Play, film - any way you slice it, one of my all time favourites.
There are classic lines, clever lines, quick-witted insults and snarky remarks at every turn. Clever classic and comedic. In my opinion, the three C's of entertainment.
Cut to: Valentine’s Day 2014 - When my mismatched other half sprung for tickets to our neighborhood theatre - The Stanley Industrial Alliance Stage. In celebration of our differences and toleration of one another we were going to see The Odd Couple as it was originally intended to be seen - in the flesh. It wasn’t my first time; I’ve seen it performed before. Years ago a girlfriend of mine played one of the Pigeon Sisters, Gwendolyn or Cecily - who the hell knows.
Boyfriend is Felix to my Oscar. Like most people we both have bits of the opposing character loitering in our psyche. However, Boyfriend does have that fastidious OCD thing in spades. There's a place for everything and everything in its place. I on the other hand, am a little more cavalier about things. He'd say I like to set traps for him around the apartment - I say my clothes and shoes simply fall where they may - it's not like my rogue socks lie in wait for unsuspecting bare ankles to wander by.
The Arts Club production of The Odd Couple was fantastic, not to mention a bunch of other complimentary adjectives. I laughed, I did not cry. I did however, annoyingly whisper lines into Boyfriend’s ears seconds before they were delivered on stage. Fun was had by one and all - and by all, I mean me.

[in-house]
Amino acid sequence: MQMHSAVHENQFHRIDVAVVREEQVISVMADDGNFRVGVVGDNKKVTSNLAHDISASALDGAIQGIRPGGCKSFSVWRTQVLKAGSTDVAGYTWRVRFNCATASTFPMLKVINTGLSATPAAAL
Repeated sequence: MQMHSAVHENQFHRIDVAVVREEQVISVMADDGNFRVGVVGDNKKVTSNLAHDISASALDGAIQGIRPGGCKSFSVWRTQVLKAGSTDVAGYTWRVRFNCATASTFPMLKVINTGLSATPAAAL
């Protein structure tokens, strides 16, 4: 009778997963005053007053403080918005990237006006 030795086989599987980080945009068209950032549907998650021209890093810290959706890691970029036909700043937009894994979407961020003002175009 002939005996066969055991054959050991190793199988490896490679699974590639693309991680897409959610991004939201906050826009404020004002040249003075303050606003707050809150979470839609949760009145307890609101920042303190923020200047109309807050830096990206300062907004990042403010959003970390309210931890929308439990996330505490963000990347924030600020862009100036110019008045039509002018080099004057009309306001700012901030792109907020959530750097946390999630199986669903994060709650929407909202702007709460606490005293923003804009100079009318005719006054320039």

In my unprofessional opinion, the casting was superb. The card game gang was perfect in their comedic timing and improvisation. When a rogue pickle flew from the stage into the front row and then was promptly flung back onto the stage – Odd Couple pal; Roy (played by Alec Willows) calmly picked up the pickle that had done its rounds on a selection of floors, and popped it casually into his mouth. With the audience in gales of laughter, the actors kept it together expertly.
Andrew McNee's interpretation of Oscar stole the show. His laid-back sloppiness to Felix’s (Robert Moloney) exceedingly high-strung anxiousness was impeccable. I'm not even remotely close to a theatre critic so I don’t know how similar the film is to the play. Presumably because Neil Simon wrote the play and subsequently adapted it for film it's pretty similar. How much artistic license do directors take when interpreting a classic like this? All I know is, being highly familiar with the Walter Matthau/Jack Lemon version, I was in no way disappointed (as I sometimes can be when it comes theatre). Most of us grow up watching movies. We often have cinematic expectations. It’s generally only later in life that we see actors portraying some of our favourites on stage. I’ve been disappointed in the past. Not so with The Stanley’s presentation of The Odd Couple.
The bad news: It’s over in less than a week. So get on it Inhabiters! Do yourself a solid and take your favourite nemesis out for an evening or afternoon of cultural excellence. If all else fails, revisit the 1968 film.
Thanks Neil Simon for being a genius - and thanks Arts Club Theatre for doing his genius justice.